Syngenta Canada to focus on soybeans and a rebuild in corn as it moves away from cereal breeding


Syngenta Canada is going where the growth is. That growth potential is solidly in soybeans and corn, says the company’s head of seeds, and Syngenta’s research and product selection will reflect a rebuilding of market share in corn, and a continued presence in both non-GMO and GMO soybeans.

Dan Wright, is head of seeds for Syngenta Canada, and he says that corn under thee NK seed brand won’t likely make an appearance in Western Canada anytime soon, as the company focuses on Ontario and Quebec.

“We’ve spent a lot of time and a lot more investment to rebuild our corn portfolio,” Wright says. The NK brand was definitely a leader, and one of the first to introduce BT corn. Wright says that NK 3030 was one of the first hybrids to consistently deliver over 200 bushels for farmers, and they remember that. Now, he says, the company is committed to re-investment, and has hired a product selection scientist to expand trials and offerings.

Expanded options include some new rootworm and western bean cutworm fighters, but all within the over 100-day lines. The focus, Wright says, is mainly in Eastern Canada, though there is the possibility of some products developed for the Quebec market could transition to Western Canada at some point. However, before that would happen, the products would have to be thoroughly tested in Western Canada. “We want to make sure it’s the right business model and products that are locally tested and proven, so that when a grower grows whatever we are selling them it yields as we say (it will).”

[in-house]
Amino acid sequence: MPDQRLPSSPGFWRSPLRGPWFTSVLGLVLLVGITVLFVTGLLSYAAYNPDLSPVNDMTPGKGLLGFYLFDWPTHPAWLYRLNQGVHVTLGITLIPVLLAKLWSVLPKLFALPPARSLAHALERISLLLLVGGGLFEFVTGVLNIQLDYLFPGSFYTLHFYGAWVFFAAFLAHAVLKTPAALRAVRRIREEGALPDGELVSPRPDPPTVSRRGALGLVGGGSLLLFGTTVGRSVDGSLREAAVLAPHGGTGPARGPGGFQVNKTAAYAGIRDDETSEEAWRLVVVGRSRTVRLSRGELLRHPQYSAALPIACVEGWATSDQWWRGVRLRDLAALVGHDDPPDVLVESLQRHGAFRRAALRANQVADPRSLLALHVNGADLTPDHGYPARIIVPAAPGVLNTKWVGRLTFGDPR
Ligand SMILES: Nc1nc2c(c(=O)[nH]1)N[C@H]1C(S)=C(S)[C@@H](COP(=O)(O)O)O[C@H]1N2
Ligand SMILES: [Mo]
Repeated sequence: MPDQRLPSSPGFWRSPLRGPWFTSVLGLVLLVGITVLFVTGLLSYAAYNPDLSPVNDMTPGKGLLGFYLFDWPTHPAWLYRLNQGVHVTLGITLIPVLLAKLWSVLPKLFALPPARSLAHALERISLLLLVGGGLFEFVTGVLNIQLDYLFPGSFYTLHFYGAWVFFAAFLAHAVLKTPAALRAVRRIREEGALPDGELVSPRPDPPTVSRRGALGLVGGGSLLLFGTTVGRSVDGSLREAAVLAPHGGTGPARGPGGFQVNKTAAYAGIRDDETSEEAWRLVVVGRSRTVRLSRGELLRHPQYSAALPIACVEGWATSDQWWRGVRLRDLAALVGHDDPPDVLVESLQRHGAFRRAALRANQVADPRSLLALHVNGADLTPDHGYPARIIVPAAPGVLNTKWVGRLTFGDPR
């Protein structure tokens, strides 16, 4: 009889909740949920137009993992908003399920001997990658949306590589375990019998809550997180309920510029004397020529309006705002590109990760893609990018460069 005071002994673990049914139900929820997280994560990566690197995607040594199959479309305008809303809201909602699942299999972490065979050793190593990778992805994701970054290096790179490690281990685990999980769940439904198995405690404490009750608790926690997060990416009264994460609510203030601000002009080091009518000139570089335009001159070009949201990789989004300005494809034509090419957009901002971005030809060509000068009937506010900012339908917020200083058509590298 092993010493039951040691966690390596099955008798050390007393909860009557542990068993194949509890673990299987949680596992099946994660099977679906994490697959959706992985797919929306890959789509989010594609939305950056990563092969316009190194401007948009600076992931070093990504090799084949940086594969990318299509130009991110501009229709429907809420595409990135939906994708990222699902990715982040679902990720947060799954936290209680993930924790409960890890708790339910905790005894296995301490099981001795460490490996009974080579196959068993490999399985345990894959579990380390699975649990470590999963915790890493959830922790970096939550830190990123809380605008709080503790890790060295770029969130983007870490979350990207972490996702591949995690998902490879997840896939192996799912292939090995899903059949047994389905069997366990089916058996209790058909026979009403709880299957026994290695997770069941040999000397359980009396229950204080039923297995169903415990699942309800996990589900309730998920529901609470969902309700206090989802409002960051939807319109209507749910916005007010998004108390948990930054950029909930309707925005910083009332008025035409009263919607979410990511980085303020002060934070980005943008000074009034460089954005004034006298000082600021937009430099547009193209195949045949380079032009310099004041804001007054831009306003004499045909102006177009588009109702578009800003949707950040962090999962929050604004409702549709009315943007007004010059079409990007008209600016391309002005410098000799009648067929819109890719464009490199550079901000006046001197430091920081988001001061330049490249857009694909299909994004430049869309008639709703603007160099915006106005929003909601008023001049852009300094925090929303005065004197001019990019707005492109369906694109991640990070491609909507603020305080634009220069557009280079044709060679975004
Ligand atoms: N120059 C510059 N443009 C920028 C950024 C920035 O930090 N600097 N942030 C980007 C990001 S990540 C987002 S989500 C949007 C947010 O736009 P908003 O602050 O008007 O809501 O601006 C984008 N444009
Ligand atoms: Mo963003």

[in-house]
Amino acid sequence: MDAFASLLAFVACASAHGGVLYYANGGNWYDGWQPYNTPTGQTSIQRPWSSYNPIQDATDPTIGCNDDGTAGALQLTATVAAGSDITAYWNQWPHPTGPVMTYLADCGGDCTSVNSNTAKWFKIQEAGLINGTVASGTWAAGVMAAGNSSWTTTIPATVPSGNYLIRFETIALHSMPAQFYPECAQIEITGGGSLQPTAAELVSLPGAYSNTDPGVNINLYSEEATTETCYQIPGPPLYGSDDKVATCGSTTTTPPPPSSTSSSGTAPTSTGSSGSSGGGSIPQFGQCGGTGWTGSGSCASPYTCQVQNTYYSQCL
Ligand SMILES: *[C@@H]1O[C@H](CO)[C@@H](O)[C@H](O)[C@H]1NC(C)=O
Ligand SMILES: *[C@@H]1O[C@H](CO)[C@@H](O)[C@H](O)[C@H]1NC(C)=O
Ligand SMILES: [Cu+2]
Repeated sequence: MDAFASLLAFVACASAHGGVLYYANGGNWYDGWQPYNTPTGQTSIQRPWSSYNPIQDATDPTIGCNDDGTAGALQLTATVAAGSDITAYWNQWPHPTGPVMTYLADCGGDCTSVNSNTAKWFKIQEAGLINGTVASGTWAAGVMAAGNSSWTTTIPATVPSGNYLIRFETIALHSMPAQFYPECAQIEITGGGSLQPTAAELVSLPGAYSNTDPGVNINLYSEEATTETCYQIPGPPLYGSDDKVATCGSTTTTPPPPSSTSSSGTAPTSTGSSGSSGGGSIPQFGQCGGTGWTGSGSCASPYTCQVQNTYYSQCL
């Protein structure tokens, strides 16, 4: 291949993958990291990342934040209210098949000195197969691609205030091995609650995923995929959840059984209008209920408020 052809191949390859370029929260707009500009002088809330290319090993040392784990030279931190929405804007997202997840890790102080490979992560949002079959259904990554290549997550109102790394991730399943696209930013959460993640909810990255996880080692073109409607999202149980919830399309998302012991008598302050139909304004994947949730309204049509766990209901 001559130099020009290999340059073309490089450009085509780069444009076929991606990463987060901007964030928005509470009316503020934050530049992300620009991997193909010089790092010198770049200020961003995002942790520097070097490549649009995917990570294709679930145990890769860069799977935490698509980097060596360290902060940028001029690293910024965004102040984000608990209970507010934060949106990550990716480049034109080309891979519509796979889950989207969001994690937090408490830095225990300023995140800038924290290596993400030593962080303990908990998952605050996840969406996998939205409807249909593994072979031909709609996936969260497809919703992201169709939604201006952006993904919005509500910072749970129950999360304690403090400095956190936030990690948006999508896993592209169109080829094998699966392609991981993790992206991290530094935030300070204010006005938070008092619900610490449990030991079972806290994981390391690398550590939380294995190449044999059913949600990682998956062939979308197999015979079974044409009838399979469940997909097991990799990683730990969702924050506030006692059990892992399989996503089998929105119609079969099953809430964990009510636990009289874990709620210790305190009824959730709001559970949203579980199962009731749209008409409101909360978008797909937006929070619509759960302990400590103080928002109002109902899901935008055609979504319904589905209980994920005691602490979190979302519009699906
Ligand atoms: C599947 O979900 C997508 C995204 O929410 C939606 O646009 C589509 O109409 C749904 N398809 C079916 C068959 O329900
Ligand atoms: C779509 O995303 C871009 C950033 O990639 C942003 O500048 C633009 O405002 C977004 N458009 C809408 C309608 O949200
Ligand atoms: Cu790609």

Syngenta Canada recently exited the cereal breeding business here. While the slow progress towards a new royalty model in Canada played a role in that decision, Wright says, that isn’t the reason for the move.  “We are looking at growth opportunities…and the Canadian (cereals) market at this time just really wasn’t conducive to our private breeding investment,” he says.

Hear more from Dan Wright in the audio below, recorded at the recent Canadian Seed Trade Association meeting: 

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